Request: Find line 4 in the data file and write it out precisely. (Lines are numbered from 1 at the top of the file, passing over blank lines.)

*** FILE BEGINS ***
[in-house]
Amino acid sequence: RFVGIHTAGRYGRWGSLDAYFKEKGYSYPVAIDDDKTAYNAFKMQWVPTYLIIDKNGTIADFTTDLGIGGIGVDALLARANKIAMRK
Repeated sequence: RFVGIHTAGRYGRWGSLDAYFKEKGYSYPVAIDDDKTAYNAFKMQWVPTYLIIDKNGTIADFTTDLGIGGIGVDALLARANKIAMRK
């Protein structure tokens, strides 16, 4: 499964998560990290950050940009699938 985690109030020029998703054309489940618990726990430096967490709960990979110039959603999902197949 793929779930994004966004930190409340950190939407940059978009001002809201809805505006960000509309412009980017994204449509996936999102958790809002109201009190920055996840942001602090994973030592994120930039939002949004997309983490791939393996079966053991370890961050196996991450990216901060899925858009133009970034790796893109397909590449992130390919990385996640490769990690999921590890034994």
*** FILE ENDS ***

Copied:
């Protein structure tokens, strides 16, 4: 499964998560990290950050940009699938 985690109030020029998703054309489940618990726990430096967490709960990979110039959603999902197949 793929779930994004966004930190409340950190939407940059978009001002809201809805505006960000509309412009980017994204449509996936999102958790809002109201009190920055996840942001602090994973030592994120930039939002949004997309983490791939393996079966053991370890961050196996991450990216901060899925858009133009970034790796893109397909590449992130390919990385996640490769990690999921590890034994």